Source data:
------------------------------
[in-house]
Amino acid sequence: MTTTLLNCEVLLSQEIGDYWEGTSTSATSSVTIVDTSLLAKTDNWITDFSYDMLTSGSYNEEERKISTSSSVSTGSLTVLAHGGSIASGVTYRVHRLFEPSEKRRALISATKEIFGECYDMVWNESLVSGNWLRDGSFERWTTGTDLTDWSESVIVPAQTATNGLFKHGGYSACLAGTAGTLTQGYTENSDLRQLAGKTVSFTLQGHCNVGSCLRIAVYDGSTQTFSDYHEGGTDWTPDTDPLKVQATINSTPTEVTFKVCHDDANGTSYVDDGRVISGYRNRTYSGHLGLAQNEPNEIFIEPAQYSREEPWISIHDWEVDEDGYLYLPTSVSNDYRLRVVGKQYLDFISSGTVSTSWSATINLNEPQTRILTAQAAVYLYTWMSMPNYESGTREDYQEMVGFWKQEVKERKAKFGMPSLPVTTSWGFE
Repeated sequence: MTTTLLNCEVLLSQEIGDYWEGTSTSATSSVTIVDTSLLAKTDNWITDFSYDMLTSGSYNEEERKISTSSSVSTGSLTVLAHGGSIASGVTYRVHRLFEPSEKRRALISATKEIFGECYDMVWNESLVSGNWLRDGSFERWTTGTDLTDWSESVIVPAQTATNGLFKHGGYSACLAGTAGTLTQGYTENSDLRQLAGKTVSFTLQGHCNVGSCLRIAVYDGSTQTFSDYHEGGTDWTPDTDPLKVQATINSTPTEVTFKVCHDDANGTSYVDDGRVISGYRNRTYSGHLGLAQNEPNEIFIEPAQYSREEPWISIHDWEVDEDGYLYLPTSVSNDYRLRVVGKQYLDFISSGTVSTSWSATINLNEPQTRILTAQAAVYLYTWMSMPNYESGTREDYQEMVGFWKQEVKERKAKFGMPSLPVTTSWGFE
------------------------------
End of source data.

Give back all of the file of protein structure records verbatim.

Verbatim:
[in-house]
Amino acid sequence: MTTTLLNCEVLLSQEIGDYWEGTSTSATSSVTIVDTSLLAKTDNWITDFSYDMLTSGSYNEEERKISTSSSVSTGSLTVLAHGGSIASGVTYRVHRLFEPSEKRRALISATKEIFGECYDMVWNESLVSGNWLRDGSFERWTTGTDLTDWSESVIVPAQTATNGLFKHGGYSACLAGTAGTLTQGYTENSDLRQLAGKTVSFTLQGHCNVGSCLRIAVYDGSTQTFSDYHEGGTDWTPDTDPLKVQATINSTPTEVTFKVCHDDANGTSYVDDGRVISGYRNRTYSGHLGLAQNEPNEIFIEPAQYSREEPWISIHDWEVDEDGYLYLPTSVSNDYRLRVVGKQYLDFISSGTVSTSWSATINLNEPQTRILTAQAAVYLYTWMSMPNYESGTREDYQEMVGFWKQEVKERKAKFGMPSLPVTTSWGFE
Repeated sequence: MTTTLLNCEVLLSQEIGDYWEGTSTSATSSVTIVDTSLLAKTDNWITDFSYDMLTSGSYNEEERKISTSSSVSTGSLTVLAHGGSIASGVTYRVHRLFEPSEKRRALISATKEIFGECYDMVWNESLVSGNWLRDGSFERWTTGTDLTDWSESVIVPAQTATNGLFKHGGYSACLAGTAGTLTQGYTENSDLRQLAGKTVSFTLQGHCNVGSCLRIAVYDGSTQTFSDYHEGGTDWTPDTDPLKVQATINSTPTEVTFKVCHDDANGTSYVDDGRVISGYRNRTYSGHLGLAQNEPNEIFIEPAQYSREEPWISIHDWEVDEDGYLYLPTSVSNDYRLRVVGKQYLDFISSGTVSTSWSATINLNEPQTRILTAQAAVYLYTWMSMPNYESGTREDYQEMVGFWKQEVKERKAKFGMPSLPVTTSWGFE